On November 24, 2014, attorney Scott Konopka defeated a Motion for Summary Judgment in a dispute over a large marina in Stuart, Florida. The firm represents the City of Stuart in a lawsuit against the owner of the marina regarding the use and development of the 300+ slip marina project and nine condominium buildings. At issue in the lawsuit is whether the marina developer violated the City’s Development Order by building additional boat docks and leasing boat slips to live aboard boaters, among other things. The developer argued that the City’s Development Order did not specifically mention, let alone bar, live aboard boaters, and the merger doctrine prevented the City from relying upon any discussions about live aboard boaters that were not contained in the City’s Development Order. The developer reasoned that even if the parties discussed a ban on live aboard boaters, the City of Stuart was not permitted to rely upon representations that were not contained in the Development Order as such discussions were “merged” into the agreement. In response, Konopka argued that the Development Order contained a latent ambiguity in stating that the “subject use” was approved. Konopka reasoned that the approval was based upon specific uses disclosed to the City, but not specifically identified in the Development Order as to the marina, and these uses were vaguely referenced in the Development Order as “the subject use.” The court agreed that this language created a latent ambiguity, and therefore denied the Defendants’ motion for summary judgment.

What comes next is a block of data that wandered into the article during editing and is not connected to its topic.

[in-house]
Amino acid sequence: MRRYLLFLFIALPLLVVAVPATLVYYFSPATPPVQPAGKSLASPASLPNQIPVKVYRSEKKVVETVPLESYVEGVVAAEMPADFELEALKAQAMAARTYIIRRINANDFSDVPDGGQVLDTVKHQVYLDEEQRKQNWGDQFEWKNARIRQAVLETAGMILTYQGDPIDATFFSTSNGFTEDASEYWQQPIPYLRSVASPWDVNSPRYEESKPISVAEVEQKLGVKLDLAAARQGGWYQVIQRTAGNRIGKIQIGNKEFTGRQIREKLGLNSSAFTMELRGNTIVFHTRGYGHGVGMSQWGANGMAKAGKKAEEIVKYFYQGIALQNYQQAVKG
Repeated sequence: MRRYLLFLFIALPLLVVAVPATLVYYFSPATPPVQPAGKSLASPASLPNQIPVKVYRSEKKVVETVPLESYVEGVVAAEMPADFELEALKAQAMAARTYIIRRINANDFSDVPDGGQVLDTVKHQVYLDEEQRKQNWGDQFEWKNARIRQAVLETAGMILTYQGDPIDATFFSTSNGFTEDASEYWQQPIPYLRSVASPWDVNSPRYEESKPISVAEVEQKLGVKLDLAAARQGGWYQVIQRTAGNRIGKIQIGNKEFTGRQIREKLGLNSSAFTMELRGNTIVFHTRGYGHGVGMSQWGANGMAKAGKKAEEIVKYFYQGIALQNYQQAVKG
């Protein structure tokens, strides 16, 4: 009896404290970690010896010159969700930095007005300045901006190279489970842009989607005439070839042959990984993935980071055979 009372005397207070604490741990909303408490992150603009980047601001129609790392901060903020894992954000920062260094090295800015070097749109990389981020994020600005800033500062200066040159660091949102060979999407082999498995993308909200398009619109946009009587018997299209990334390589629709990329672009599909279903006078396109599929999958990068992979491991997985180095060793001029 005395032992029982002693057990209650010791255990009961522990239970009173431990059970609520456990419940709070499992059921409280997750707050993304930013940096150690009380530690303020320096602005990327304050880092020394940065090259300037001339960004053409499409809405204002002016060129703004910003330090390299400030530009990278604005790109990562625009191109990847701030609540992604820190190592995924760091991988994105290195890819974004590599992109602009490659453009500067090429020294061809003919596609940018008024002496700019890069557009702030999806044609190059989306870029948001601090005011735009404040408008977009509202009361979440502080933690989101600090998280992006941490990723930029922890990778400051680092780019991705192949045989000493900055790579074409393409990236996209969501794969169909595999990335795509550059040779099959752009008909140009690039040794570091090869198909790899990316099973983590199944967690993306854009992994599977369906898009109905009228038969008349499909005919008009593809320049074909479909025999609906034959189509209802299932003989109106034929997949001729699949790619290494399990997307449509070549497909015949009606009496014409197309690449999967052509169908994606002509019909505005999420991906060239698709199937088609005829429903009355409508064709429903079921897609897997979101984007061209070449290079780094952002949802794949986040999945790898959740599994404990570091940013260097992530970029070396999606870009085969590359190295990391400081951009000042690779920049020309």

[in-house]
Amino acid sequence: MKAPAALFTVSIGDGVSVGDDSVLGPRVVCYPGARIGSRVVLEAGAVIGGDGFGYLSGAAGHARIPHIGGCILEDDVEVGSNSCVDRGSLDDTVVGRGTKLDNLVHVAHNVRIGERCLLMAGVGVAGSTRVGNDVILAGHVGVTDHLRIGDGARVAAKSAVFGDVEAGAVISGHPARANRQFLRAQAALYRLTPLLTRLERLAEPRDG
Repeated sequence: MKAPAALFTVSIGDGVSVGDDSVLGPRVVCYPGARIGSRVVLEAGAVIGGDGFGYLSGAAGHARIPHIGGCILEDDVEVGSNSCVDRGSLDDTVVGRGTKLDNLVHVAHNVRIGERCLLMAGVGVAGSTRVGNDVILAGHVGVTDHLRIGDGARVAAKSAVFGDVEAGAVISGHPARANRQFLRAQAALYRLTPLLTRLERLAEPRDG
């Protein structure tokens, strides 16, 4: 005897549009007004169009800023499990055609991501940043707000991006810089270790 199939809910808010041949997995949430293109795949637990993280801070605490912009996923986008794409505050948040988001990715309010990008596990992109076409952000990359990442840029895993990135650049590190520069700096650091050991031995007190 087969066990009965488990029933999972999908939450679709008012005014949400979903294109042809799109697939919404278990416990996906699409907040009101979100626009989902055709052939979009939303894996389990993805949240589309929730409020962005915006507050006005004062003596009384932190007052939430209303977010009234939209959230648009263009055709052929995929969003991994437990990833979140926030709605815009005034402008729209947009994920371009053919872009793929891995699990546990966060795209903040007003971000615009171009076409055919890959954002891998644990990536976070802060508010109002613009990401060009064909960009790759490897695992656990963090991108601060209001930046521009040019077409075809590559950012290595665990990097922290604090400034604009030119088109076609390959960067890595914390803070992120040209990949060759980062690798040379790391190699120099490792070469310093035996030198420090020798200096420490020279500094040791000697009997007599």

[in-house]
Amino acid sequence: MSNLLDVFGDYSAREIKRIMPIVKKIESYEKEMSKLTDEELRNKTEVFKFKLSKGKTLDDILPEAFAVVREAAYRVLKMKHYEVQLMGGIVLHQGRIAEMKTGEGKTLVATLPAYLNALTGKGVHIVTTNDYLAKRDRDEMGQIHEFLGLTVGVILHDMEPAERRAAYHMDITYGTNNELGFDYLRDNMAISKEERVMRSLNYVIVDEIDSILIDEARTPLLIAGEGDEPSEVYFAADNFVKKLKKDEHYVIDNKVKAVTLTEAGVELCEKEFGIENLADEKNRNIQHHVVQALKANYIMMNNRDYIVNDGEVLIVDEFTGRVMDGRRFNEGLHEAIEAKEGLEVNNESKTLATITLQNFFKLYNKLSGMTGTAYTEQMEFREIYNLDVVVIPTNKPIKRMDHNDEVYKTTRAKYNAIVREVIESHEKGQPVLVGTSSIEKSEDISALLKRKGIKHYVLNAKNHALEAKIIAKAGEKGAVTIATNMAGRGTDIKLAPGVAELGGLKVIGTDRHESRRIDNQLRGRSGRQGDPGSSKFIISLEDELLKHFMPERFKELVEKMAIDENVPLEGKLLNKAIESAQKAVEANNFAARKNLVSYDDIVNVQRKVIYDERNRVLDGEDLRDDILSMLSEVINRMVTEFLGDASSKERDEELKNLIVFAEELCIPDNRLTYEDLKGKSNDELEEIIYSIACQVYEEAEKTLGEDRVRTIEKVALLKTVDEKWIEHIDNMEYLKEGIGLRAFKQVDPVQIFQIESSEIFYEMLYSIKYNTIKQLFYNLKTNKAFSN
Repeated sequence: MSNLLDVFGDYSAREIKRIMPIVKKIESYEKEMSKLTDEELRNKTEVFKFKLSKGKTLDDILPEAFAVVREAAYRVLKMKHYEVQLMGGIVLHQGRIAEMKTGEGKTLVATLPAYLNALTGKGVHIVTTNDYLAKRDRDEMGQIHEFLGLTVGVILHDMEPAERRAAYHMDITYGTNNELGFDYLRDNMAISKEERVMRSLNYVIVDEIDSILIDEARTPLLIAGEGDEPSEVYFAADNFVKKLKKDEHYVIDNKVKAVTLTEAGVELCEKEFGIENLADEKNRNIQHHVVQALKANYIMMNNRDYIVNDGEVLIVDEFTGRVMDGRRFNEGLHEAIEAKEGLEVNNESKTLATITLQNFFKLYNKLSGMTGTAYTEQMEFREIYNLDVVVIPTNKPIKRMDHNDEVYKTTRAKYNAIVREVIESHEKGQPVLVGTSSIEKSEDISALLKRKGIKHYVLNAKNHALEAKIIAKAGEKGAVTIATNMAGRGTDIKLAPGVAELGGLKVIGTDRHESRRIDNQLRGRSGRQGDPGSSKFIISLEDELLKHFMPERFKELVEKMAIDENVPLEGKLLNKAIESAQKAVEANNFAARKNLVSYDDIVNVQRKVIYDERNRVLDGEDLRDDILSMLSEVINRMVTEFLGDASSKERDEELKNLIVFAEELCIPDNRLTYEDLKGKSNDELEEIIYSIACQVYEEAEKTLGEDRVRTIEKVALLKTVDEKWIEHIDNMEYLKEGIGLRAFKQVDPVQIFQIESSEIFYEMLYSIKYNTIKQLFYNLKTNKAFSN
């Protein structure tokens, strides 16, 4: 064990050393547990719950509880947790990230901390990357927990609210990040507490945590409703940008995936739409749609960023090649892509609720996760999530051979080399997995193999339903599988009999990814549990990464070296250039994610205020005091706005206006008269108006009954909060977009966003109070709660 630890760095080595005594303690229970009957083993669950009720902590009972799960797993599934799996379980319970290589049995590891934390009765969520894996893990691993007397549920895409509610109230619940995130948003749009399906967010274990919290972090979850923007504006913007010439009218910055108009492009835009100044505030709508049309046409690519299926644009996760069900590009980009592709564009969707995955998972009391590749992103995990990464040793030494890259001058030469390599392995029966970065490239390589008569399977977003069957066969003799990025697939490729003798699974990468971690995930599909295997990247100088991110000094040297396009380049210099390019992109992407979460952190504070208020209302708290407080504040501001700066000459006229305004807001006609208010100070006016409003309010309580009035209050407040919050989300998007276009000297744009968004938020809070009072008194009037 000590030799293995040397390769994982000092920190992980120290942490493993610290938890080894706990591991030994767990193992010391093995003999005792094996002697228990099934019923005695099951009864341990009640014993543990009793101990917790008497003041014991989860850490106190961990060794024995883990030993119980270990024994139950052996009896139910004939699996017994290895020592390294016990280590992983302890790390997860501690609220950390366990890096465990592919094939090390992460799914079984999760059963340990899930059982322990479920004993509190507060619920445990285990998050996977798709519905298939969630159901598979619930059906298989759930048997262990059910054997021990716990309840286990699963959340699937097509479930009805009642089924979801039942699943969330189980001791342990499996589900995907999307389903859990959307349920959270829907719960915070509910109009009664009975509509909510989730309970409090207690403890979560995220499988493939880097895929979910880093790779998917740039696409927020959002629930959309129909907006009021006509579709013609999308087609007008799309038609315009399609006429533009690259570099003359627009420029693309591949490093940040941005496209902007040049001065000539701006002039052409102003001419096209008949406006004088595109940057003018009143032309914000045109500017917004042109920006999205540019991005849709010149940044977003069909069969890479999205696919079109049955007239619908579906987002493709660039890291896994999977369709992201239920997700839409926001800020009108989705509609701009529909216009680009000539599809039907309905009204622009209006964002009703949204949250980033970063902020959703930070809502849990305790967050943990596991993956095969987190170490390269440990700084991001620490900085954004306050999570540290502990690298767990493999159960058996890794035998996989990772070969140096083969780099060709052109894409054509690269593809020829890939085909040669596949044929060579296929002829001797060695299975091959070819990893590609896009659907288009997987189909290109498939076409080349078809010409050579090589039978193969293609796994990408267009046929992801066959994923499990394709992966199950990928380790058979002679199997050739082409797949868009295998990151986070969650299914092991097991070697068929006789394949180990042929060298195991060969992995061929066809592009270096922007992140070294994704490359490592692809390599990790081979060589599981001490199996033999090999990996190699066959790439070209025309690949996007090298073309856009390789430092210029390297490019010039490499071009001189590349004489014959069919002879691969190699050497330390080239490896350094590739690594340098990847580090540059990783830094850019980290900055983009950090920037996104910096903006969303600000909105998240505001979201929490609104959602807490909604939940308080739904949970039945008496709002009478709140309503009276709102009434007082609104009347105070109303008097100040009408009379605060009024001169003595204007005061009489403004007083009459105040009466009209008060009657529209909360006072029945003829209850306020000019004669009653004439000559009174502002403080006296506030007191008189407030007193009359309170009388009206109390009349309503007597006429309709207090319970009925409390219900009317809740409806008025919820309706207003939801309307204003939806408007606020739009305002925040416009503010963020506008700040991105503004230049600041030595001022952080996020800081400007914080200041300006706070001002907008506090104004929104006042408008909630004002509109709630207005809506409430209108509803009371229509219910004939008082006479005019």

The developer also argued that the maxim “expressio unius est exclusio alterius” compelled the court to enter summary judgment for the developer. This maxim is used as a cannon of statutory interpretation, and means “the expression of one thing excludes things not mentioned.” The developer argued that the expression of permitted construction excludes the prohibition of unstated uses. Konopka argued that this cannon of statutory interpretation was not applicable to a Development Order, and that Defendants’ attempt to use a cannon of statutory interpretation illustrated that even the Defendants agreed that the Development Order was susceptible to differing interpretations. If it were clear on its face, Defendants would not need to ask the court to interpret it using a rule of statutory construction. The court agreed with Konopka that this doctrine did not apply and did not cure the latent ambiguity in the Development Order.